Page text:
Mountain climbing

Drue Aman

Drue Aman

March 6 through 9 may be busy for 34,681 people.

That crowd – which broke the attendance record for the Summit League Tournament by more than 6,000 people – has the opportunity to witness a do-or-die battle for the NCAA Tournament once again.

In comparison, 2009 and 2010 appear to be remarkably different tournaments. SDSU will not enter the tournament as the No. 1 seed after being swept by an Oral Roberts team that leads the NCAA in team steals this season. Last season, Oral Roberts snuck into the tournament as the eighth seed and lost to the Jacks by 28. They enter the tournament this year as the No. 1 seed and favorites to win.

This season, however, the depth of competition reaches a higher level. Jacks head coach Aaron Johnston thinks several teams have a chance of playing past next week.

“I think there’s a lot more balance in the Summit League this season,” said Johnston. “Oakland and us last year really hands down were the best two teams, and I think this year when you look at the top four or five, there’s not a lot of difference between them right now.”

The games played between the top five teams prove that. Only two games separate first-place Oral Roberts (13-3) and fourth-place UMKC (11-5). Fifth-place IPFW swept the season series against regular-season champion Oral Roberts, while SDSU has split with Oakland, IPFW and UMKC.

With SDSU faring 3-5 against the other four teams in the top five in conference play, the possibility of final games at Frost Arena being Feb. 27 and March 1 means an emotional weekend for seniors Maria Boever and Ketty Cornemann.

“Frost is a really special place,” said Cornemann. “It’s something we don’t take for granted – we recognize it and appreciate it.”

“It’s going to be an emotional but yet exciting weekend,” said Boever.

This year’s team has a quality unique from any other basketball team under Aaron Johnston’s tenure: an NCAA Division-I tournament appearance. Johnston acknowledges the imprint this year’s senior class – Cornemann, Boever and Alison Anderson – has left on his program.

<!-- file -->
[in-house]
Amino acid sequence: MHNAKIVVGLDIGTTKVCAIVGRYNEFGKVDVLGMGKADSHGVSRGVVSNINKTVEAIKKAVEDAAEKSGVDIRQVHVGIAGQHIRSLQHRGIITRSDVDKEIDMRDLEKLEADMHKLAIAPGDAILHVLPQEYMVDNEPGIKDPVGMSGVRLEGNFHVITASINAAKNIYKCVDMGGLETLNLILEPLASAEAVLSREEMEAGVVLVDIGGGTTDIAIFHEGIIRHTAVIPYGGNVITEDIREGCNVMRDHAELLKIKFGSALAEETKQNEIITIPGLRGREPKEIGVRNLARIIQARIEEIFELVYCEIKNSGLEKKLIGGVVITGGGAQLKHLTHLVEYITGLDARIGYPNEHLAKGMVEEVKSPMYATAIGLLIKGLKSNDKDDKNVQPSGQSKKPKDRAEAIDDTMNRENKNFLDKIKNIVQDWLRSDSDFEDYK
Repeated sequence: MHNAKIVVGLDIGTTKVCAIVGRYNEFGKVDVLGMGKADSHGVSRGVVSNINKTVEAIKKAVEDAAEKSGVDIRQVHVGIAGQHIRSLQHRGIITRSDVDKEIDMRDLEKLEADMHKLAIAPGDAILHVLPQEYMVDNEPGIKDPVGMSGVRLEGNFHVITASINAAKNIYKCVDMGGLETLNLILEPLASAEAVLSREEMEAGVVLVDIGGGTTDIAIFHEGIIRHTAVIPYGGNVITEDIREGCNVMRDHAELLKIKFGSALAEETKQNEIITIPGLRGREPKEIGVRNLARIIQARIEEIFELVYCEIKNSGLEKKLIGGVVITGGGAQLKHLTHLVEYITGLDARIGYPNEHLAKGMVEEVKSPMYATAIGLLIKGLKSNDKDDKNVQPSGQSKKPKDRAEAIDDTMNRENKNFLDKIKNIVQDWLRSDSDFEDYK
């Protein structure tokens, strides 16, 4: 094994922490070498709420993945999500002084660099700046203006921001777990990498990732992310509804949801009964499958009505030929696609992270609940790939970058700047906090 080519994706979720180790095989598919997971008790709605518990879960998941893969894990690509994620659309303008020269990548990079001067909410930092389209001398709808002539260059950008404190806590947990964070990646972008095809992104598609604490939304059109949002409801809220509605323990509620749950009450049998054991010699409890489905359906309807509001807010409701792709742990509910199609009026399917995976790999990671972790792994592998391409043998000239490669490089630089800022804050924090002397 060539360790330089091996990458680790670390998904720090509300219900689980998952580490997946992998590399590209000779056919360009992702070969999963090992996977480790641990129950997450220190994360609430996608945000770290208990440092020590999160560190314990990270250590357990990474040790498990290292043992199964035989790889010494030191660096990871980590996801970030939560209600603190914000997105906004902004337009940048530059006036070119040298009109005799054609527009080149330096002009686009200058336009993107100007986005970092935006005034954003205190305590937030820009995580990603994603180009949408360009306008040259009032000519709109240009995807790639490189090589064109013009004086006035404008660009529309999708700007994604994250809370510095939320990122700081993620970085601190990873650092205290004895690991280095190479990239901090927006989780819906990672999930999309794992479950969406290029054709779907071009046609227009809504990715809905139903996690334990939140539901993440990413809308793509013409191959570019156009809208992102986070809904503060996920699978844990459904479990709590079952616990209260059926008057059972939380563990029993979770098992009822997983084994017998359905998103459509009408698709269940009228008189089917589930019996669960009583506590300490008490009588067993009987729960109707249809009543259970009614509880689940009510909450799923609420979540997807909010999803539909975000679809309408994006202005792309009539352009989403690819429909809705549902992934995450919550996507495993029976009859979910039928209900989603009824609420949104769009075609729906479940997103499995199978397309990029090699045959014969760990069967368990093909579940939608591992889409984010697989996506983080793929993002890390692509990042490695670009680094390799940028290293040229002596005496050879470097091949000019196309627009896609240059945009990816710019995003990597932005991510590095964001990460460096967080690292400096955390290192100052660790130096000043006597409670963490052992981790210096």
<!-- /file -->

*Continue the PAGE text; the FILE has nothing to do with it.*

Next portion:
“They have been a part of a lot of great moments in our program’s history,” Johnston said. “? They’ve really done an awful lot to get us going in the right direction in Division I. They’re going to be missed.”

The Jacks – who have compiled a 52-4 home record through the career of this year’s senior class – will benefit from expected large crowds 54 miles from Frost Arena, with the tournament being held in Sioux Falls Arena for the second straight year.

“I think we do really well with home-court advantage,” said Boever. “Having it be in Sioux Falls, it’s a lot like home. Obviously, we’re going to have the majority of our fans, so that’s going to be a key for us.”

In a tournament format, experience can have the equivalent impact of six players on the court. Players shoot under the guide of muscle memory, they run loose and with less hesitation, they cherish the moment but stop the moment from consuming them. All of the starting five have assimilated with the pressure and tenacity of playoff college basketball.

“I think the fact that we’ve been there before helps us immensely,” said Johnston, who also gained significant experience coaching a 32-3 Jacks team last season to the second round of the NCAA tournament. “Everybody except for our freshmen should have a really good feel for the pressure and atmosphere, and with the tournament in Sioux Falls, the atmosphere is great.”

With the seeds of the tournament locked up, the women and men will play back-to-back at 2 p.m. and 6 p.m. on Sunday, March 7, respectively – creating an opportunity for fans to watch both teams not favored to win the title but that have the capability.

“I don’t feel like we’ve played our best basketball yet,” said Johnston. “I think this team still has a lot to prove.”